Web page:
The slim novel raises some big questions: Who deserves forgiveness? When do we take responsibility and when do we blithely proclaim that a natural tragedy is an "act of God?" How do we build a sense of community at a time when we feel all alone? The book is compelling and page-turning - I read it in one sitting. But I couldn't help but feel as if Jill Ciment was recycling some of the themes of her previous novel. Still, I can think of far worse ways to spend a few hours than in the company of these flawed but wonderful characters.
This is such a perfectly delightful beginning to this remarkable and lovely little literary book. And you learn all of that on the first page! This author makes the best out of every word and page.
It's a book that captivated my heart and mind for the short few hours it took me to finish it. Most of all, I loved the four main characters, all female: Edith, the conservative, organized, responsible, legal librarian; Kat, Edith's identical twin sister and every bit Edith's opposite in looks, personality, and temperament; Vida, the two sisters' beautiful but egocentric landlady--a woman made famous by her seductive role in a commercial for the world's first female sexual enhancement pill; and Ashley (a.k.a. Anushka Sokolov), an eighteen-year-old former nanny and now homeless Russian immigrant--a girl who has been living in secret in Vida's guest room closet for over a week by the time the book begins.
The book delighted me with this madcap cast of eccentric, vulnerable, but also somewhat far-fetched set of characters. I'm sure for most of us, they represent some of the very recognizable "difficult people" who we all have had to deal with at various times in our lives: the stressful overly organized and passively controlling type; the infuriating narcissist; the I-haven't-yet-grown-up-out-of-my-youthful-sociopathic-stage teenager; and the frustratingly disorganized and hopelessly irresponsible free spirit.
In this short novel--actually little more than a long novella--these four characters must deal with a toxic super mold crisis that takes over New York City. We soon learn that the only way to obliterate this deadly mold is to burn everything: furniture, clothing, papers, photos, clothing...ultimately, the whole building. After that, the Hazmat teams must try, as best they can, to decontaminate the living victims with bleach baths and fungicide. Homelessness and bankruptcy soon follow.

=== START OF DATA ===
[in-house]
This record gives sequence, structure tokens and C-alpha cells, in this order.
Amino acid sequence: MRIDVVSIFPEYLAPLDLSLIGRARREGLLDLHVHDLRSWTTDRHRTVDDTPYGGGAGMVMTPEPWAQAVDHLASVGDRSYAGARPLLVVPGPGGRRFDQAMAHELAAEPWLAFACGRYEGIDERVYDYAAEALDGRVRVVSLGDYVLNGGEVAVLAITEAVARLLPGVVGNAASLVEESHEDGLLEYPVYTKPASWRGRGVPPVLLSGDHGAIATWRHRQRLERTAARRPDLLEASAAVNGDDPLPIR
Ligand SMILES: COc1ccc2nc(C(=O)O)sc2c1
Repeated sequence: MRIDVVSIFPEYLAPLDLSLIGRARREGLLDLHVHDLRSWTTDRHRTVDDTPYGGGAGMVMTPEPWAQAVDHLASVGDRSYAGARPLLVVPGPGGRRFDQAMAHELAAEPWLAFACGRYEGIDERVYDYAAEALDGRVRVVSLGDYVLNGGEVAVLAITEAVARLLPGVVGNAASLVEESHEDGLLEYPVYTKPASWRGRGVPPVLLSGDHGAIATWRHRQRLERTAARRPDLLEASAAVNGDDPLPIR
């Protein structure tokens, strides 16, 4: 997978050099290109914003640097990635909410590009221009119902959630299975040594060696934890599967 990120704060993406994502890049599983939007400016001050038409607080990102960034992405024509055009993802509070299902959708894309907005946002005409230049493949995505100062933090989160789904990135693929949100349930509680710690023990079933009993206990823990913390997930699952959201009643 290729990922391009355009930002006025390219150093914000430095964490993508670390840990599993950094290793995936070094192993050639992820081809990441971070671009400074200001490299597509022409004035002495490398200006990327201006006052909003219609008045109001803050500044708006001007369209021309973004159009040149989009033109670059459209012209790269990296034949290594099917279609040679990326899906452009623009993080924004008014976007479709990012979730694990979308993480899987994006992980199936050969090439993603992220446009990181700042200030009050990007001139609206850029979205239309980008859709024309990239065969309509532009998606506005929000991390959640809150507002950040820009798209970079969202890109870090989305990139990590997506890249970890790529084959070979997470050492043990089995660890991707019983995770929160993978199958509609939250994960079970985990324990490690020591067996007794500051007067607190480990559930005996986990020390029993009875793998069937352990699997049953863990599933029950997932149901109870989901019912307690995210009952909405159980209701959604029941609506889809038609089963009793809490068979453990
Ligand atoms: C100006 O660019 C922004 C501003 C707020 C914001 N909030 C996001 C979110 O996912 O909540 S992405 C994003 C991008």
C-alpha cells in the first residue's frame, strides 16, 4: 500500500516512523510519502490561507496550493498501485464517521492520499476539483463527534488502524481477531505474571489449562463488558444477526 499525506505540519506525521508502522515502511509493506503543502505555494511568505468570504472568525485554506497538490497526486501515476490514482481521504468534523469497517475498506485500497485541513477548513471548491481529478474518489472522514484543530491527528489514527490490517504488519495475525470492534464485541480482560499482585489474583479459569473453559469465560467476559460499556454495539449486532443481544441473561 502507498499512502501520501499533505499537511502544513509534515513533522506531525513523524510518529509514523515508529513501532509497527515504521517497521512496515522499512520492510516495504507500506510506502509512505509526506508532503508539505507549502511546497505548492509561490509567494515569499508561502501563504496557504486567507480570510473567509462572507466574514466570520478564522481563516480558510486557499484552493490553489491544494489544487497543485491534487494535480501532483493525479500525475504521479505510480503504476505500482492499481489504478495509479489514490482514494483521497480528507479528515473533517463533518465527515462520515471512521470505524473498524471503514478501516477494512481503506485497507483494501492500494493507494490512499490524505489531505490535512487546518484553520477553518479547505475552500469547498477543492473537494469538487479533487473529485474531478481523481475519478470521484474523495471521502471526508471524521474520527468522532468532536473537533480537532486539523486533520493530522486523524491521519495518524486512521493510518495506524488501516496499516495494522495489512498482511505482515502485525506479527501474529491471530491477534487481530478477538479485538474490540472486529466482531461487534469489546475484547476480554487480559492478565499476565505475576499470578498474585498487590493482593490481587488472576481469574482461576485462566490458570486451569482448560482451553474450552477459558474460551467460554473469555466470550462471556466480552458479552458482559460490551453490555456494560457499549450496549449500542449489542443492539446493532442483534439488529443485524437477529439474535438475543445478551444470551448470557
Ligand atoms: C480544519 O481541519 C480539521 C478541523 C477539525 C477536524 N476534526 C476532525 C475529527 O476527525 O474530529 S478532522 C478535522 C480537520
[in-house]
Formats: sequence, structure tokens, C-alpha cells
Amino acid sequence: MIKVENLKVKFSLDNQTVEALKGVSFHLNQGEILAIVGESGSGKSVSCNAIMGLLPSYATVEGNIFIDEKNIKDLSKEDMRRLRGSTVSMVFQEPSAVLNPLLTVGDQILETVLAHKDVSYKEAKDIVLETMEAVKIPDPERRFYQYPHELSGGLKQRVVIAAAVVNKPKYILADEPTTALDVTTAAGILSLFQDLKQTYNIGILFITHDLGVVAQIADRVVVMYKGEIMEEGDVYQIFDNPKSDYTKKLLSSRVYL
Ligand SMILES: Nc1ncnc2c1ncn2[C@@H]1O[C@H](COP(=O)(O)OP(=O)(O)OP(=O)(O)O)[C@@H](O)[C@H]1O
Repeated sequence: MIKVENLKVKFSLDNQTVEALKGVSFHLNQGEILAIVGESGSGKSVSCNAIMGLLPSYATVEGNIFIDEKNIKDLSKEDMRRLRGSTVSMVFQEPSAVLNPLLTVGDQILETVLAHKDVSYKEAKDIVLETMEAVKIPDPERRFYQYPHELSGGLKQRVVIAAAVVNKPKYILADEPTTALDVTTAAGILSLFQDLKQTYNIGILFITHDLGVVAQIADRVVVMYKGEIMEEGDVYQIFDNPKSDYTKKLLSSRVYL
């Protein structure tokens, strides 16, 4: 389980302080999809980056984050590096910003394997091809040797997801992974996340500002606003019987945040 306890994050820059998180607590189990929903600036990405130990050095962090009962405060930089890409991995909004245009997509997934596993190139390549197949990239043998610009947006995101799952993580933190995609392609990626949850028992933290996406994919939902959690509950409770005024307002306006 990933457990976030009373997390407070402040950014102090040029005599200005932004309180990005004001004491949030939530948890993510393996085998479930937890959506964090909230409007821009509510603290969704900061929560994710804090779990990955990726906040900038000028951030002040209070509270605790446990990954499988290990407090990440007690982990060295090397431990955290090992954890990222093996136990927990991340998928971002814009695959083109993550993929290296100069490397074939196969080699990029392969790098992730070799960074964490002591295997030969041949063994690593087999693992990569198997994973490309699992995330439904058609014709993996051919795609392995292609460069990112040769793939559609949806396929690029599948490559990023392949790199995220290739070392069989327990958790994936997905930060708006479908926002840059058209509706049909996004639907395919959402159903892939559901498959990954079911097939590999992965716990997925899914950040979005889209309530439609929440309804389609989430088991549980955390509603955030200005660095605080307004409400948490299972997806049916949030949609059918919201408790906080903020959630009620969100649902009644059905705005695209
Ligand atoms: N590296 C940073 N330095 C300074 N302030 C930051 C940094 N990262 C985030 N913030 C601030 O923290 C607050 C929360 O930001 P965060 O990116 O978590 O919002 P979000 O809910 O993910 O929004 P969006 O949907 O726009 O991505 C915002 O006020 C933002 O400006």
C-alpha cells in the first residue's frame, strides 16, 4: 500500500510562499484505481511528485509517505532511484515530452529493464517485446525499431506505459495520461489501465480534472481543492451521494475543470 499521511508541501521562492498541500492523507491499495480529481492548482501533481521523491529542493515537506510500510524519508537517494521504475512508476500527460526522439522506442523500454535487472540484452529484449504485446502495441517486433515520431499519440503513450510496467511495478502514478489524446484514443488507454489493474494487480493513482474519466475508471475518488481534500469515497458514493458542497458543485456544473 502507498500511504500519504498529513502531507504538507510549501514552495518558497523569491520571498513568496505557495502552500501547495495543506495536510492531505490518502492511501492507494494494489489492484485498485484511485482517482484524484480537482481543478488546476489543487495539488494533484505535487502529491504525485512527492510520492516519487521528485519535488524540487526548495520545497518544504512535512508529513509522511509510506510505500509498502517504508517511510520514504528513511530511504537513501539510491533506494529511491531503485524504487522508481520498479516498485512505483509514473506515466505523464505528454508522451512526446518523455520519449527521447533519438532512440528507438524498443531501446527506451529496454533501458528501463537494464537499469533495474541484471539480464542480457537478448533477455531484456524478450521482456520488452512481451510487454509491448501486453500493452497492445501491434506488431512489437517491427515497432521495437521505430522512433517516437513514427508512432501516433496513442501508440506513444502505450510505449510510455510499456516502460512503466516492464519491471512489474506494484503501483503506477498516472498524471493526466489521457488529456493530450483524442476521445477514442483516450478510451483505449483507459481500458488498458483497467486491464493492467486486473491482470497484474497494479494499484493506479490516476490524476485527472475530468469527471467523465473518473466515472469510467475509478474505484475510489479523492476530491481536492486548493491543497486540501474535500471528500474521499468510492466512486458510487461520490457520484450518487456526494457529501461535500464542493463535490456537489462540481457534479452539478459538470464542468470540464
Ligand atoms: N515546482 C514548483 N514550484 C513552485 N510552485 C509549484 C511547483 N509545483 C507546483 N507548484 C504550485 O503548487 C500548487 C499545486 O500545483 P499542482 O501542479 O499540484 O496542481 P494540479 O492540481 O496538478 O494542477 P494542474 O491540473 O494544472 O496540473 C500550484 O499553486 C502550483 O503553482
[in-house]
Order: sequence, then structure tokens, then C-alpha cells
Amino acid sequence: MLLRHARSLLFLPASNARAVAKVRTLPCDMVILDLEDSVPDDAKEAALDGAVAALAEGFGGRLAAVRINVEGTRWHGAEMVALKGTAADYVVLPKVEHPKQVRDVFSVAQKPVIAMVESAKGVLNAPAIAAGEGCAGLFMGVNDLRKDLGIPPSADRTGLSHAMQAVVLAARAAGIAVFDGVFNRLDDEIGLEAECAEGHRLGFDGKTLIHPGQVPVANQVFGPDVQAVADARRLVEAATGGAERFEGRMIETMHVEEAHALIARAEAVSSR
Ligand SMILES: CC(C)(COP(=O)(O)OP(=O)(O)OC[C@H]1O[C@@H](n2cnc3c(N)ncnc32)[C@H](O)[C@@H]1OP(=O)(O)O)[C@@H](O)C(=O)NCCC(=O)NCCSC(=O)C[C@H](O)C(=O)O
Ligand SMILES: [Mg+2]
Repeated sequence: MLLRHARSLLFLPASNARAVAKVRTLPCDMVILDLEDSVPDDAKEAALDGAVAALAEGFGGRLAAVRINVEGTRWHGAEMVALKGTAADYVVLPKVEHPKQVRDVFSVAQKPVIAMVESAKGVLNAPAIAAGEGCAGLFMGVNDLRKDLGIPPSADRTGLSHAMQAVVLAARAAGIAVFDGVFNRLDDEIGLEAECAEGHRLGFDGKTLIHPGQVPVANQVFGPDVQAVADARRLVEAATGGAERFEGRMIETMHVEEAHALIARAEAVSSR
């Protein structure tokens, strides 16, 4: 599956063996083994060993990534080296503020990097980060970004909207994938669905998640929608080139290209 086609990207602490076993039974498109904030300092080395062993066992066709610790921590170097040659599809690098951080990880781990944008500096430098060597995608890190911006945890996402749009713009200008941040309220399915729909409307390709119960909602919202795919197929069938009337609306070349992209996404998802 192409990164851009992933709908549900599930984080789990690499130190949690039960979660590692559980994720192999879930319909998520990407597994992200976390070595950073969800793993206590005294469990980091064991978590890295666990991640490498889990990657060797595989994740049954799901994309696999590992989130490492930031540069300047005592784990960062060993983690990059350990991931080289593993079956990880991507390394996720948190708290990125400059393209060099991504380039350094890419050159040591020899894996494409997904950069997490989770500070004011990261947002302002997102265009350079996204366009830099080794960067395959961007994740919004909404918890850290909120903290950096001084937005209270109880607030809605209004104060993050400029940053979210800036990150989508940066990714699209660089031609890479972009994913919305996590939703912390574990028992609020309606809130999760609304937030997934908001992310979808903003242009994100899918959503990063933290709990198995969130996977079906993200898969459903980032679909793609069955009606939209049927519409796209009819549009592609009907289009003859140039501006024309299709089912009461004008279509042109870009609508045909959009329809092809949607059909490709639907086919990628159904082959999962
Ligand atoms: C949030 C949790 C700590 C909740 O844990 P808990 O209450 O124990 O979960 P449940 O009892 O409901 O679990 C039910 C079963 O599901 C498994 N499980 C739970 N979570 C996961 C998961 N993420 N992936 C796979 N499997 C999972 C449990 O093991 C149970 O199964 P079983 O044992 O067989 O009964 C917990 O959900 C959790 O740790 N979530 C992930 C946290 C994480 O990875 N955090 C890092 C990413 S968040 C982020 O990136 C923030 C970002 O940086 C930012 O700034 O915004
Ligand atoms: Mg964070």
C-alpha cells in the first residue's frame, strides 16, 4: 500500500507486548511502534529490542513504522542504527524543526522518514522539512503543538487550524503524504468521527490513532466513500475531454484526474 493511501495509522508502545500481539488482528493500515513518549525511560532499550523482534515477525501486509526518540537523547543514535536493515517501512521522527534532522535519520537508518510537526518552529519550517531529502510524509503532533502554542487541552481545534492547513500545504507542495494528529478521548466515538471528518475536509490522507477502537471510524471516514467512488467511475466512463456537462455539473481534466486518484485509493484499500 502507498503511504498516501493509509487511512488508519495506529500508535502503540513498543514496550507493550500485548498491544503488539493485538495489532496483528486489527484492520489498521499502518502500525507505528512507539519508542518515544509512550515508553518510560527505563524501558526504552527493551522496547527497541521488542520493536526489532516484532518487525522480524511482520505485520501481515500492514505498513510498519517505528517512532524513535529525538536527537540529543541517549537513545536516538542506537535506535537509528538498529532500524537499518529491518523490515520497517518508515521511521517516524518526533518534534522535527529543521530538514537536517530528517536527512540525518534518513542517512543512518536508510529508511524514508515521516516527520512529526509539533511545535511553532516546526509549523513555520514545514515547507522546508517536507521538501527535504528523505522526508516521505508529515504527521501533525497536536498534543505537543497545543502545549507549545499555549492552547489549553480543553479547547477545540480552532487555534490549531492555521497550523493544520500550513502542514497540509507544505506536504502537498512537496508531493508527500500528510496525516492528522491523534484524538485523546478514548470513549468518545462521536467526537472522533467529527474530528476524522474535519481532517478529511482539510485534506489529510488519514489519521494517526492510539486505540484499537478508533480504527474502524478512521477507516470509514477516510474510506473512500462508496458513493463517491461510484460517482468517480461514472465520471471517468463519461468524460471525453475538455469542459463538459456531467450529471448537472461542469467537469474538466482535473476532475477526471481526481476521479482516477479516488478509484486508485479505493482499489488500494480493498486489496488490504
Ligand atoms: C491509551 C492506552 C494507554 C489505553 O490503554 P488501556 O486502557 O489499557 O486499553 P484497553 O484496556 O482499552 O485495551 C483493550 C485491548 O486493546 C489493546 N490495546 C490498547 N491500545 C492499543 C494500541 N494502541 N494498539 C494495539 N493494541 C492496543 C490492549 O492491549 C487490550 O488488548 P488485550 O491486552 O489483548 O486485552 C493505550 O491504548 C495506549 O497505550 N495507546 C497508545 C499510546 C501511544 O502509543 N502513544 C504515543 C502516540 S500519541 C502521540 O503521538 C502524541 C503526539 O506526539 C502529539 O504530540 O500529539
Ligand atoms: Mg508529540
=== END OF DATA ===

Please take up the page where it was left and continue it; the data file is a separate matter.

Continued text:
Yes, this is quite a dark plot, but in this author's hands, the tale is handled almost like a fable; also there is much emphasis on wit and black humor.
Besides the characters, I adored this novel's themes. It's very much a contemporary morality story. It is about the irresponsibility of otherwise well-meaning human beings. Was the mold infestation--including the deaths and human misery caused by it--a true "act of God," as the insurance folks demand? Or were there humans involved who could and should have been held responsible for the spread? Can good people do horrible things and still be good people? If so, can they be forgiven? Is this all just a significant part of what it means to be human?
The book is brilliantly well written. It is entertaining, powerful, thought provoking, and humane. I loved it from beginning to end.
Overall, I didn't love it or hate it. The plot is original and thought-provoking, and there are some things in this book that will stick with me.
This novel is billed as "part horror story, part screwball comedy", and that description seemed right for the first few chapters. The mushroom infestation is horrifying. And the characters are beyond quirky. But there's not near enough humor to make this a comedy. And the characters, which were amusing at first, were mostly annoying by the end.
With the publisher's description of sprouting phosphorescent mushrooms, a fired Russian au pair living in a washed up actress' closet; one would think that there would be an element of some type of humor. We also have twin sisters living in the lower level of the actress' home, in a rent controlled apartment. One twin has lived an exciting life, the other a librarian. All are caught up in the hazardous mushroom invasion. Except it is not really treated as an invasion, the mushrooms are almost a minor character and instead of a screwball comedy resembling a 50's or 60's sci-fi plot it is a maudlin exercise in what can go wrong in survival.
What we have is a character study, with scenes and instances that progress from sad to gloomier and more wretched. This is a book for those who wish to read woeful character studies.